Fig.11 Sorptivity Test
3.5.7 Sea water and Acid immersion Test
The resistance of concrete to sea water and Acid attack was studied by determining variation in compressive strength of concrete cubes immersed in sea water and acid water having 5% of Hydrochloric Acid (HCl) by weight of water. The concrete cube specimens of size 150 mm were cast and after 28 days of water curing, the specimens were removed from the curing tank and allowed to dry. The weights of concrete cube specimen were taken. The acid attack test on concrete cube was conducted by immersing the cubes in the acid water for 28, 56 and 91 days after 28days of normal water curing. Hydrochloric acid (HCL) with pH of about 3 at 5% weight of water was added to water in which the concrete cubes were stored. The pH was maintained throughout the period. After immersion, the concrete cubes were taken out of sea water and acid water. Cubes after immersion in HCL are shown in Fig.12. Then, the specimens were tested for compressive strength. The resistance of concrete to acid attack and sea water attack was found by the % loss of weight of specimen and the % loss of compressive strength on immersing concrete cubes in acid water and sea water.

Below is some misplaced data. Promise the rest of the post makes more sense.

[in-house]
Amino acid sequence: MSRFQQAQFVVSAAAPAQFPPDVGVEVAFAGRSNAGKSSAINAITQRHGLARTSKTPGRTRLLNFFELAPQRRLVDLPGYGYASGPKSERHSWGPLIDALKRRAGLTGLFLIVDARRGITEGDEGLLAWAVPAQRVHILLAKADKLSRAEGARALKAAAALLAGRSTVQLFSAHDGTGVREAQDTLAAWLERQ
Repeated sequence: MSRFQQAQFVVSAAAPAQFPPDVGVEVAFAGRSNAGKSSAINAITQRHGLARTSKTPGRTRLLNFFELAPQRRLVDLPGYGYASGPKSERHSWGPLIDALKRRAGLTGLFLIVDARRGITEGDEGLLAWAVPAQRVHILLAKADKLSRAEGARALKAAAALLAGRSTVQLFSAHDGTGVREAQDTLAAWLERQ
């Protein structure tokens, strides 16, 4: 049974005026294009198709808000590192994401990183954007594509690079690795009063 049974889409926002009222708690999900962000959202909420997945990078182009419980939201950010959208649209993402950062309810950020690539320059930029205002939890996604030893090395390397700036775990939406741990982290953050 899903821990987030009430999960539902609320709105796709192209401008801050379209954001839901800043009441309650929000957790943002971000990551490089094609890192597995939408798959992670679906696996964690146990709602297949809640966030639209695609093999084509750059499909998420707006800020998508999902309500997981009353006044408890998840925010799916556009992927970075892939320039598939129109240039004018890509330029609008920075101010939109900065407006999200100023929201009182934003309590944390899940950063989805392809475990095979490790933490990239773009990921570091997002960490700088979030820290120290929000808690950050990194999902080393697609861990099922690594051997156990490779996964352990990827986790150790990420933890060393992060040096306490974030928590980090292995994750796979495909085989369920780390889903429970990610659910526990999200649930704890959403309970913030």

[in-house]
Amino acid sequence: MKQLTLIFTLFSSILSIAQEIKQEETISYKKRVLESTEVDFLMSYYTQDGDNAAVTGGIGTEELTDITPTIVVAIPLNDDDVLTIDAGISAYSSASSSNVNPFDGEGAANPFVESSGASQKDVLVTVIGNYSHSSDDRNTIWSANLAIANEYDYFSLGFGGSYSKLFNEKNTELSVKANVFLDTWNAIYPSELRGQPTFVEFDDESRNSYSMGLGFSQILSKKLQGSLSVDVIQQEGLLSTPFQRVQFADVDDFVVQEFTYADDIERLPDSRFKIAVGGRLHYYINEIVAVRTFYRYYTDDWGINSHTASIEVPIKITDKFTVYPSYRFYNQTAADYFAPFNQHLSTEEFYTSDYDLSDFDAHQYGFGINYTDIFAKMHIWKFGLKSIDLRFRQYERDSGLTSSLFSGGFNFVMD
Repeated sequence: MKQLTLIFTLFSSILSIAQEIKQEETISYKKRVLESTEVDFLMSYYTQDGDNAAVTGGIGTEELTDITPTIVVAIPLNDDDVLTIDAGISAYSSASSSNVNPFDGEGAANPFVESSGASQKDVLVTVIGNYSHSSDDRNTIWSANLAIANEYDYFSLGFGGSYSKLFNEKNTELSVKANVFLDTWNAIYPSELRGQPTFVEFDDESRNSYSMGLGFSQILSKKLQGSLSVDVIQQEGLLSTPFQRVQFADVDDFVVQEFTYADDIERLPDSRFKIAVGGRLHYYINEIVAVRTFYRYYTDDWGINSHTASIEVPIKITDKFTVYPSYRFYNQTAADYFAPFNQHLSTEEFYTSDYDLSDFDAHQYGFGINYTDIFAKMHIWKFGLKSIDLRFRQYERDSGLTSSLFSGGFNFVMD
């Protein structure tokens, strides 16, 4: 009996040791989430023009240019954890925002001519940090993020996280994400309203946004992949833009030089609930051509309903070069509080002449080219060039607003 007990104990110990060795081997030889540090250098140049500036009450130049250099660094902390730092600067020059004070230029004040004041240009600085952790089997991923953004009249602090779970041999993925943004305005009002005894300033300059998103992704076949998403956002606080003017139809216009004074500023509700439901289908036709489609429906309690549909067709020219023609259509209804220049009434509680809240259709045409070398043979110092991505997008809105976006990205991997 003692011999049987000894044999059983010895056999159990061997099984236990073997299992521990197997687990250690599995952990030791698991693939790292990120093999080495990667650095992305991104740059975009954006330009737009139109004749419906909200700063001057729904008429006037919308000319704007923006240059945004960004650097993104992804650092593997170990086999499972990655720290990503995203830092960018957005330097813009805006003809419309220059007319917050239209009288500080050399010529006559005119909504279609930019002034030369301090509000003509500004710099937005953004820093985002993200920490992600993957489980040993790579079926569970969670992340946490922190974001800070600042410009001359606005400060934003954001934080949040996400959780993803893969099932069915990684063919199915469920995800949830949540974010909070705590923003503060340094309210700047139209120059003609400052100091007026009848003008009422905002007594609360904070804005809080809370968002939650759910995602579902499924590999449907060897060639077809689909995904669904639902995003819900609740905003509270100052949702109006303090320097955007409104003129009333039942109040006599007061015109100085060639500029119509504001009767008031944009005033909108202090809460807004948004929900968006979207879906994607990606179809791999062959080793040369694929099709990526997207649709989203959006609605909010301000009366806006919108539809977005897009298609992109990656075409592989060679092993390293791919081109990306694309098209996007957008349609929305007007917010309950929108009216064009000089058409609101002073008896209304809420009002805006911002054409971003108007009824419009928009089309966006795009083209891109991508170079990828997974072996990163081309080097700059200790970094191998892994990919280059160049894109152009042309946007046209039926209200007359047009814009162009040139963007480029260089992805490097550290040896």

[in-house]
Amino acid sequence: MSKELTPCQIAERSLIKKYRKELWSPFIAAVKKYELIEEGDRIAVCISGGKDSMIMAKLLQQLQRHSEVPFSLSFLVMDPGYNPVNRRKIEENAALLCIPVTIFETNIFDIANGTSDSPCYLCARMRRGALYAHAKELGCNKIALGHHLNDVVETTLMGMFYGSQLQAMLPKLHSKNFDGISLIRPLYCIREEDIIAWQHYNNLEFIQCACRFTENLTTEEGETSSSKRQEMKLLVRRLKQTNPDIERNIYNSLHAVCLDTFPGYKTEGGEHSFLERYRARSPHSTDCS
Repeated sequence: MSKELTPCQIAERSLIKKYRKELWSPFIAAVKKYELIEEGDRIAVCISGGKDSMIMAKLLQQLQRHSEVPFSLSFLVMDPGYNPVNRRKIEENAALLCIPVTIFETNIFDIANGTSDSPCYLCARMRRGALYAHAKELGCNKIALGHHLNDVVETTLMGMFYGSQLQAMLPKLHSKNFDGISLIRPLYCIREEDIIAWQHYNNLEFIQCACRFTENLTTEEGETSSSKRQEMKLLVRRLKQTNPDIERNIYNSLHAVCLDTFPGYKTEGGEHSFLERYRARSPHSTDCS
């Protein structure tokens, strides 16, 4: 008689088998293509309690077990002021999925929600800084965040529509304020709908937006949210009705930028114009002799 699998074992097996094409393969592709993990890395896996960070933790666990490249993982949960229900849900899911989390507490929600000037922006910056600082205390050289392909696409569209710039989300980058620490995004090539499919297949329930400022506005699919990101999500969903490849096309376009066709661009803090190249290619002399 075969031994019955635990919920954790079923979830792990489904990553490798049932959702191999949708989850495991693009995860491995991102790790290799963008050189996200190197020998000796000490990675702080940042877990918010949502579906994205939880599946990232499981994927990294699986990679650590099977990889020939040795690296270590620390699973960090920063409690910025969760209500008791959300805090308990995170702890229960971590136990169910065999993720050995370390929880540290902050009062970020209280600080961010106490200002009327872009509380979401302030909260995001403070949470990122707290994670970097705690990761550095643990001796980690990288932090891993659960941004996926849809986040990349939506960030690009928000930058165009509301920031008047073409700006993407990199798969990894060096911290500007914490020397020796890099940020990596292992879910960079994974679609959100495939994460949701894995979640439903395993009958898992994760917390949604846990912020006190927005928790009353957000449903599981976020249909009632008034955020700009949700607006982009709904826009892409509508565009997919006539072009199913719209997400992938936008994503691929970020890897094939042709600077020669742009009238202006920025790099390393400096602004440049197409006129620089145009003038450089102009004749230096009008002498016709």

3.5.8 Accelerated Corrosion Test
Accelerated corrosion test shown in Fig 13 was performed by Galvanostatic method. A steel bar 25mm diameter and 200mm length was embedded in concrete cylinder which act as anode. The cylinder is immersed in 5% NaCl solution concentration and copper rod was used as cathode. The test specimen was impressed to a constant voltage of 60V from D.C. power for 6 hours. Then the cylinder was broken as shown in Fig.14 and steel bar was cleaned and weighted. Corrosion rate in mm per year was calculated as per standard (ASTM G1-90).

4 Test Results and Discussion